I have counted the number of business days during this 31-day period (one day before the New Year plus the entire month of Tishrei) between 2008 and 2023 CE, and this is what we get:
Overall, this period consists of between 15 to 17 non-working days in a single month (31 days, mind you). This is how the working/not-working time during this month looks like this:
Now, having some vacation is nice, but this month is absolutely crazy. There is not a single full working week during this month. It is very similar to the constantly interrupt work day, but at a different scale.
So, next time you wonder why your Israeli colleague, customer or partner barely works during September-October, recall this post.
(*) New Year starts in the seventh’s month? I know this is confusing. That’s because we number Nissan — the month of the Exodus from Egypt as the first month.
(**)If you are an observing Jew, you should add to this list Fast of Gedalia, but we will omit it from this discussion
I was sceptic but I tried, measured, and arrived to the conclusion. First, I set a timer to 60 seconds and read some text. I managed to read seventeen lines. Then, I used my finger to guide my eyes the same way kids do when they learn reading. It turned out that I was able to read lines of text. By simply using my finger. Impressive.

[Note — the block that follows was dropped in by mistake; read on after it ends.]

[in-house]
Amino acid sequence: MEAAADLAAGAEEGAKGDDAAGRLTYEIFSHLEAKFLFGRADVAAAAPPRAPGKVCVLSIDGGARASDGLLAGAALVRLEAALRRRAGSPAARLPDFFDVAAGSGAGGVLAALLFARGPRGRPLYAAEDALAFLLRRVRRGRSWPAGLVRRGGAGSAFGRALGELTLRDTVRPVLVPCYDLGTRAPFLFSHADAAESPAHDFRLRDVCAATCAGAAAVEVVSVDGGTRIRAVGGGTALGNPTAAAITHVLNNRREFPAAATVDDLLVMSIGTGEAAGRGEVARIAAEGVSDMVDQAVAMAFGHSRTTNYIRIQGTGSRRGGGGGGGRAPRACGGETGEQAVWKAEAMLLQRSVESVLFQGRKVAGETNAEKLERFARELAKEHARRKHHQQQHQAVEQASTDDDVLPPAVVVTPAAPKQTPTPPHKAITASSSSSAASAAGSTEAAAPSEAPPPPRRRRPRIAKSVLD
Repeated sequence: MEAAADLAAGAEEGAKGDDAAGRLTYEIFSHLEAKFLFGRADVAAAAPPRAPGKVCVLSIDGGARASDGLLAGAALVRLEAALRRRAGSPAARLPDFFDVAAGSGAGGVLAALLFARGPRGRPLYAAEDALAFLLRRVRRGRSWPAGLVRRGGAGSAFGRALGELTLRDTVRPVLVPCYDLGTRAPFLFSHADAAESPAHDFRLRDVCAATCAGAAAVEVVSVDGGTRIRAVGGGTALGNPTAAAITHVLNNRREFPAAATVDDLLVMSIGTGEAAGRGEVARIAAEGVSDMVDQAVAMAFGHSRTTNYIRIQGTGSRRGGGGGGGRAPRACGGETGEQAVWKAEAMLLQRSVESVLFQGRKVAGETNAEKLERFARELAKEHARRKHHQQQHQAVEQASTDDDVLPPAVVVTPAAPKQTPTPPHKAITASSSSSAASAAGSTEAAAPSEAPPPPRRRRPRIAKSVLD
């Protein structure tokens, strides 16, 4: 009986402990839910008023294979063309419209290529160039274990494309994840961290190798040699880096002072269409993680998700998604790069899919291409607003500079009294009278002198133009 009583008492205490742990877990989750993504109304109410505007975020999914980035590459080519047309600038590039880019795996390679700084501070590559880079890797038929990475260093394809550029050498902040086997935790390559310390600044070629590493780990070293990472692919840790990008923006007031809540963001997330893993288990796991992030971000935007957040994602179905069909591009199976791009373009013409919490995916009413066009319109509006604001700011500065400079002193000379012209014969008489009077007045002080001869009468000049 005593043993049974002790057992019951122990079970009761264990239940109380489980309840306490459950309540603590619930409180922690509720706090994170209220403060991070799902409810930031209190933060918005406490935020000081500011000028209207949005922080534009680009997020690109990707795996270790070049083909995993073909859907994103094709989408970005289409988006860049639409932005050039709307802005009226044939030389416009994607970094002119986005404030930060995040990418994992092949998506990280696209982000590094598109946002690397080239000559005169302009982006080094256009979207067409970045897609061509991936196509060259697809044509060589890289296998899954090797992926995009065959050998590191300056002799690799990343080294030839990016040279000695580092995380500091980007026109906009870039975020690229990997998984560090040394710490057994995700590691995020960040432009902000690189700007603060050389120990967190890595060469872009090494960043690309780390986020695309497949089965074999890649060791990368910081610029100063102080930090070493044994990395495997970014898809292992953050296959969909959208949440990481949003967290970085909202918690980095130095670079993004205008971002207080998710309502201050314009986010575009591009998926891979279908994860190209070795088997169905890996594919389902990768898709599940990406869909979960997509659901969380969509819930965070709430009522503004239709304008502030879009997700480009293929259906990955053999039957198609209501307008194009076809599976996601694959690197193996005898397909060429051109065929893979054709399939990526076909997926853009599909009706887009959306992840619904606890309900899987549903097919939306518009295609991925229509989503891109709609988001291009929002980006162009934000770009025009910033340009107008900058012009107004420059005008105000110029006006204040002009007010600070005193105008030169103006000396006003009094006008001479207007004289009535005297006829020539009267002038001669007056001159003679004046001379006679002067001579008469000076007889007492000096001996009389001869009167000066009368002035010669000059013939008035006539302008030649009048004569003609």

For several years, A-L Barabási is talking and writing about the “science of success” (yeah, I can hear some of my colleagues laughing right now). Recently, he summarized the research in this area in an easy-to-read book with the promising title “The Formula. The Universal Laws of Success.” The main takeaways that I took from this book are:
Success is about us, not about you. In other words, it doesn’t matter how hard you work and how good your work is, if “we” (i.e., the public) don’t know about it, or don’t see it, or attribute it to someone else.
Be known for your expertise. Talk passionately about your job. The people who talk about an idea will get the credit for it. Consider the following example from the book. Let’s say, prof. Barabasi and the Pope write a joint scientific paper. If the article is about network science, it will be perceived as if the Pope helped Barabasi with writing an essay. If, on the other hand, if it is a theosophical book, we will immediately assume that the Pope was the leading force behind it.